Oracle's Ellison considers netbook market foray

SAN FRANCISCO/BOSTON (Reuters) - Oracle Chief Executive Larry Ellison is considering getting into the business of selling low-cost laptop computers, one of the fastest-growing sectors of the technology business.

Oracle CEO Larry Ellison makes a point as he delivers his keynote address at Oracle OpenWorld in San Francisco, California September 24, 2008. REUTERS/Robert Galbraith

Ellison said on Tuesday that he is looking at entering the market for so-called netbook computers after his software company completes its planned $7 billion (4.2 billion pound) purchase of computer maker Sun Microsystems.

Sun also controls the Java computer language, which Ellison told programmers at a Java users’ conference could be employed to run netbooks.

“I don’t see why some of those devices shouldn’t come from Sun,” said Ellison, who runs the world’s third-largest software maker. “There will be computers that are fundamentally based on Java.”

That would put Oracle in competition with companies like Google, Hewlett-Packard, Dell and Acer, which either make netbooks or develop software for them.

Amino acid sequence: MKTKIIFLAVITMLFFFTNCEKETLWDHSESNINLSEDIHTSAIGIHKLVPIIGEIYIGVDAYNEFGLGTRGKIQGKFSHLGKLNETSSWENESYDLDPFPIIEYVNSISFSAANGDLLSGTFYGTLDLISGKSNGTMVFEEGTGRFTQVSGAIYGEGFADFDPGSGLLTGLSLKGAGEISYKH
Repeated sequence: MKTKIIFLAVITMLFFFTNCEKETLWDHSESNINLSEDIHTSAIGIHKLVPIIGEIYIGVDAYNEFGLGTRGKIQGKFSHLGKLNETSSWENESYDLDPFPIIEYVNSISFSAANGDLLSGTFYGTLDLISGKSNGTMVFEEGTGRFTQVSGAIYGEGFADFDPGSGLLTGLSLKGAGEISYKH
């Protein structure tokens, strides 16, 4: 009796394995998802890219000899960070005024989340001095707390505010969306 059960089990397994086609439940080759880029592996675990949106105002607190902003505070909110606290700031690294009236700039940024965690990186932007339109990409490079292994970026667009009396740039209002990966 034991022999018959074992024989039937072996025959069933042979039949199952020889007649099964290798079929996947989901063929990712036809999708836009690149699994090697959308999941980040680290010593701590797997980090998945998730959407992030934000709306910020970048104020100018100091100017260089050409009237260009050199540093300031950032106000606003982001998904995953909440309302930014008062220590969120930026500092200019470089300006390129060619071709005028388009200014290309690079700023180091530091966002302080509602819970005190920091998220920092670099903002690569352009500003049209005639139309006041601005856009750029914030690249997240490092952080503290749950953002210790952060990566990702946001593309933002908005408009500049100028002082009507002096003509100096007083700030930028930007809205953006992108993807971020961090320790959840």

The netbook phenomenon took off in 2008 to the tune of 11.7 million units, led by companies such as Acer and Asustek Computer that were quick into the market. Nearly every PC vendor offers them these days.

Analysts forecast 20 million to 30 million netbooks will be sold this year, making up an ever larger part of overall laptop sales and marking one of few tech sectors still experiencing robust revenue growth.

Ellison made the comments during his first public speech since Oracle announced plans to buy Sun.

Although netbooks are relatively new, Ellison deserves some credit for their rise.

More then a decade ago he introduced a lightweight alternative to the PC known as the Network Computer, which was built primarily to connect to the Internet. The machines, which competed with ones running on Microsoft’s Windows operating system, failed to take off after their launch in 1996.

Reporting by Clare Baldwin in San Francisco and Jim Finkle in Boston; Editing by Derek Caney and Gerald E. McCormick